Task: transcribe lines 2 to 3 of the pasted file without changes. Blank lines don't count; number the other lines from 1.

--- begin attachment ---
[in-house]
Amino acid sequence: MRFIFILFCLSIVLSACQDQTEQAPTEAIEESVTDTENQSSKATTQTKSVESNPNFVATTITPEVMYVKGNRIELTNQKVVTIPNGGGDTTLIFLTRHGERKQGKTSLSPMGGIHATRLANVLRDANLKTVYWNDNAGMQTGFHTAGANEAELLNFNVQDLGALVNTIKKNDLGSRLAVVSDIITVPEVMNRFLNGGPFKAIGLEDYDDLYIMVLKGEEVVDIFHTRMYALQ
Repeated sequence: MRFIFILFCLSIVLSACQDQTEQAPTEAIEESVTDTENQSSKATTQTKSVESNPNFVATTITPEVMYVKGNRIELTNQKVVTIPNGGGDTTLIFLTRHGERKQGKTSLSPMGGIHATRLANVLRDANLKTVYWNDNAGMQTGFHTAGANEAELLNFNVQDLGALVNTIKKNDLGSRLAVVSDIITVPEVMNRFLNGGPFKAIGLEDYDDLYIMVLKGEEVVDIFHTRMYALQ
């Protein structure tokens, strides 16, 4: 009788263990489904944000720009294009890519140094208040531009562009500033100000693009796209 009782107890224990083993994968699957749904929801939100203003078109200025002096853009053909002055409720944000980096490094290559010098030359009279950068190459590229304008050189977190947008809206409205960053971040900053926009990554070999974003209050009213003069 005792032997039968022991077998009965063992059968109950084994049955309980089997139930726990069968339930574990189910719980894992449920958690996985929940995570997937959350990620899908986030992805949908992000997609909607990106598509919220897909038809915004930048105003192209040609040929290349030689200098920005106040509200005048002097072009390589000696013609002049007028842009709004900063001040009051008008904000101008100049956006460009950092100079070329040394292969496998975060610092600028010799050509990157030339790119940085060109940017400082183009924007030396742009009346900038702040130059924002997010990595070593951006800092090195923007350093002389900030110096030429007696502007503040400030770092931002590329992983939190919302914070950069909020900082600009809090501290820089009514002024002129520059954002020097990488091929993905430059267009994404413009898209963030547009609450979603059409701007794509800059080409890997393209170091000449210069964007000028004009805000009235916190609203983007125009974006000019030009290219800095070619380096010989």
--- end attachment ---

Amino acid sequence: MRFIFILFCLSIVLSACQDQTEQAPTEAIEESVTDTENQSSKATTQTKSVESNPNFVATTITPEVMYVKGNRIELTNQKVVTIPNGGGDTTLIFLTRHGERKQGKTSLSPMGGIHATRLANVLRDANLKTVYWNDNAGMQTGFHTAGANEAELLNFNVQDLGALVNTIKKNDLGSRLAVVSDIITVPEVMNRFLNGGPFKAIGLEDYDDLYIMVLKGEEVVDIFHTRMYALQ
Repeated sequence: MRFIFILFCLSIVLSACQDQTEQAPTEAIEESVTDTENQSSKATTQTKSVESNPNFVATTITPEVMYVKGNRIELTNQKVVTIPNGGGDTTLIFLTRHGERKQGKTSLSPMGGIHATRLANVLRDANLKTVYWNDNAGMQTGFHTAGANEAELLNFNVQDLGALVNTIKKNDLGSRLAVVSDIITVPEVMNRFLNGGPFKAIGLEDYDDLYIMVLKGEEVVDIFHTRMYALQ